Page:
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GABAergic interneurons, Decreased leads to Synaptogenesis, Decreased
Key Event Relationship Overview
AOPs Referencing Relationship
|AOP Name||Adjacency||Weight of Evidence||Quantitative Understanding||Point of Contact||Author Status||OECD Status|
|Inhibition of Na+/I- symporter (NIS) leads to learning and memory impairment||adjacent||Moderate||Low||Arthur Author (send email)||Open for citation & comment||WPHA/WNT Endorsed|
Life Stage Applicability
|During brain development||High|
Key Event Relationship Description
Early in cortical development, the GABAergic interneurons have been found to contribute to key aspects of the brain development. A precise balance between excitatory and inhibitory synapses in cortical neurons is crucial for the formation and maturation of the neuronal connections and eventually the proper neural circuitry function. In the cerebral cortex, the young neurons first receive GABAergic depolarizing inputs before forming any synapses (Owens et al., 1999; Tyzio et al., 1999; Hennou et al., 2002), and thus the GABAergic system is believed to be the initial regulator of synaptogenesis. Indeed, initial depolarizing GABAergic transmission is required for the formation of the glutamatergic synapses and is therefore responsible for the regulation of the balance between excitation and inhibition in the developing cortex (Wang and Kriegstein, 2009; Owens et al., 1999; Tyzio et al., 1999; Hennou et al., 2002; Ben-Ari, 2006). Nascent GABAergic synapses contain both presynaptic and postsynaptic elements, and produce synaptic transmission (Ahmari and Smith, 2002). GABAA receptors form clusters before presynaptic terminals emerge (Scotti and Reuter, 2001), and this clustering occur in the absence of scaffolding proteins and GABA release (Scotti and Reuter, 2001; Christie et al., 2002). Also, during maturation, GABAA receptors become selectively clustered across from terminals that release the neurotransmitter GABA (Craig et al., 1994; Swanwick et al., 2006).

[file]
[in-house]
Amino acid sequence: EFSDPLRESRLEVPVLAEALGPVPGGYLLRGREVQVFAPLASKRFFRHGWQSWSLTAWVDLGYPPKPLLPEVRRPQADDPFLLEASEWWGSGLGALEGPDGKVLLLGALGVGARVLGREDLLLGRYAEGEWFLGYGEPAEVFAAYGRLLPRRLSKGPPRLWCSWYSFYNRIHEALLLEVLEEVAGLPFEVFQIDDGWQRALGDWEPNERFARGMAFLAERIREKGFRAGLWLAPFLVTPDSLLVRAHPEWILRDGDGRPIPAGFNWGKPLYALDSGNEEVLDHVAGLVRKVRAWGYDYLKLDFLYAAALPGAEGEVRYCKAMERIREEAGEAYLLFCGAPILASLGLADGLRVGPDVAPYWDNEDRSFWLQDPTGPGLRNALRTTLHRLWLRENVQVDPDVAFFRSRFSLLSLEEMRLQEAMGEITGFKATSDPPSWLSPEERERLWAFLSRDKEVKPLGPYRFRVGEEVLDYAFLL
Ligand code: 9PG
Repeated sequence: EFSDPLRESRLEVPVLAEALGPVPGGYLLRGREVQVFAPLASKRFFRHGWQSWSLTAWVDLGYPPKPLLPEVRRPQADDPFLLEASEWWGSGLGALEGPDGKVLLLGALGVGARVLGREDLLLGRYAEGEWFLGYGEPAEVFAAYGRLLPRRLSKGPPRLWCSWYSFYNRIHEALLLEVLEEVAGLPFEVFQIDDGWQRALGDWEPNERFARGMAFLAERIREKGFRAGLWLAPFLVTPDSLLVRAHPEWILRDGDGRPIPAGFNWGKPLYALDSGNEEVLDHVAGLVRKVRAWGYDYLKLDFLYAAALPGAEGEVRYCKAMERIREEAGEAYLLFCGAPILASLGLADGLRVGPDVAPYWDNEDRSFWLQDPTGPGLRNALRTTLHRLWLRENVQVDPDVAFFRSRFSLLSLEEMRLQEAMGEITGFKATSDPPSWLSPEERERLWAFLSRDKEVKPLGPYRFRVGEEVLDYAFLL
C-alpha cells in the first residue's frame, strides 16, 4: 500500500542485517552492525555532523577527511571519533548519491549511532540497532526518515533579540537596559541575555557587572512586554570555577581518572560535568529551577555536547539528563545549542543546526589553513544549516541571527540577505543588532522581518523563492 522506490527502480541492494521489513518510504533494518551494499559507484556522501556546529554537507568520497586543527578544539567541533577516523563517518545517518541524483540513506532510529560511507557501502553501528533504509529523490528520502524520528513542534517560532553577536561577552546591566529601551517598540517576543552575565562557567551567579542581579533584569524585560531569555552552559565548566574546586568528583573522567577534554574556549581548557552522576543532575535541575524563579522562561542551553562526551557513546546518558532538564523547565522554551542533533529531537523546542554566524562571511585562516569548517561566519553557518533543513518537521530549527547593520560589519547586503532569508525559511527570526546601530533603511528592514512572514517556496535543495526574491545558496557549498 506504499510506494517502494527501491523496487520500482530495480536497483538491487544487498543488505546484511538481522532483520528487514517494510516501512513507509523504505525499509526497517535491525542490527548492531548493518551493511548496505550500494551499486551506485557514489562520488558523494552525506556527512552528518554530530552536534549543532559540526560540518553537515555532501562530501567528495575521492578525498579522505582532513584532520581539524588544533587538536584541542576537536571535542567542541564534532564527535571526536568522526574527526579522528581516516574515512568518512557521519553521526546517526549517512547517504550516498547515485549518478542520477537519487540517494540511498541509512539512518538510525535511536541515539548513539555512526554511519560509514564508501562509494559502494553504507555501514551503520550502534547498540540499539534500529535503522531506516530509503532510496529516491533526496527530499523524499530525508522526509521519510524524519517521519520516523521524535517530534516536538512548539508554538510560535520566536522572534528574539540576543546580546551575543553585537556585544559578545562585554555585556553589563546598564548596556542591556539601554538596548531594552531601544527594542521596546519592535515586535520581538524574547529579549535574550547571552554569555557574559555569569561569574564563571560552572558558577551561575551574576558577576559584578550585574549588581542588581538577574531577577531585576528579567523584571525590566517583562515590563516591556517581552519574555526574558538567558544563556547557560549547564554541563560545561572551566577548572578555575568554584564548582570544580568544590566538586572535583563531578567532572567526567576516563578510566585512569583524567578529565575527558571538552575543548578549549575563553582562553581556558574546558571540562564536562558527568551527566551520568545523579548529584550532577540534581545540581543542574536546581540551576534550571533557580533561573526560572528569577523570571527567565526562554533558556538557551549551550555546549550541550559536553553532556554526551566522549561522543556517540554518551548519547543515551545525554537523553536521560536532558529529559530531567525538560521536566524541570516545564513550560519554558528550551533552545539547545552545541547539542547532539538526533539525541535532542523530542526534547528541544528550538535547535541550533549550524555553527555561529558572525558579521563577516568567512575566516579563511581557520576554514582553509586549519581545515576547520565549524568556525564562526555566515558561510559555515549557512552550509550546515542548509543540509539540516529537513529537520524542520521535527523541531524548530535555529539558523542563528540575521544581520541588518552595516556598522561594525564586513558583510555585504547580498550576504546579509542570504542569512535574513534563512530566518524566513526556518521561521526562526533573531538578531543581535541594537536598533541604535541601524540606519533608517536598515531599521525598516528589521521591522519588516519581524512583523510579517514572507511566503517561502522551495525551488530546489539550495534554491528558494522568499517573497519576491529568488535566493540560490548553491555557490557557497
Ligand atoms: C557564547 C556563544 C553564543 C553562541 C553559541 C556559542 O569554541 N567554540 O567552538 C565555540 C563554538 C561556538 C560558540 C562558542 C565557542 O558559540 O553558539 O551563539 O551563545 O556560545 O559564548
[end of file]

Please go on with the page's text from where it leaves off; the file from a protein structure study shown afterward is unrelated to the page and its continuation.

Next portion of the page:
Evidence Collection Strategy
Evidence Supporting this KER
Early in the development of the neocortex, GABAergic interneurons play a role in the formation of spontaneous synchronized activity, which has a fundamental role in the activation of glutamatergic synapses, the synchronization of synaptogenesis and the establishment of long–range cortico-cortical connections (Voigt et al., 2001; 2005). Increasing evidence suggests that GABAergic signaling is the main regulator of this early neuronal activity, as it is established before the glutamatergic one in the neocortex (Wang and Kriegstein, 2009; Owens et al., 1999; Tyzio et al., 1999; Hennou et al., 2002; Ben-Ari, 2006). Despite the fact that GABA is the main inhibitory neurotransmitter in the adult CNS, it exerts depolarizing actions in the immature brain (Ben-Ari et al., 2007), caused by the low levels of Cl- concentration in the post-synaptic cells (Rivera et al., 1999; Ehrlich et al., 1999). K-Cl co-transporter 2 (KCC2) is the main Cl- efflux mechanism with a developmentally-regulated expression profile in the brain and it is therefore thought to be the regulator of GABA signalling during early neuronal development. The effects of KCC2 on the levels of [Cl-]I in immature neurons and the subsequent effects on the shift of the GABA signaling has been extensively studied during the last decades:
• Existing data indicate that KCC2 expressed by GABA neurons is sufficient to shift from the depolarizing and excitatory period of GABA during cortical neuron development (Lee et al., 2005; Chudotvorova et al., 2005) and to effectively decrease the [Cl-]I in immature rat neurons (Chudotvorova et al., 2005).
• Transcriptional repression of KCC2 in rat cortical neurons delayed the GABA switch corresponding to significant changes of [Cl-]I in the same neurons (Yeo et al., 2009).
Several studies focused on the effects of GABA signaling on synaptogenesis and they all had convergent results leading to a strong biological plausibility of this KER.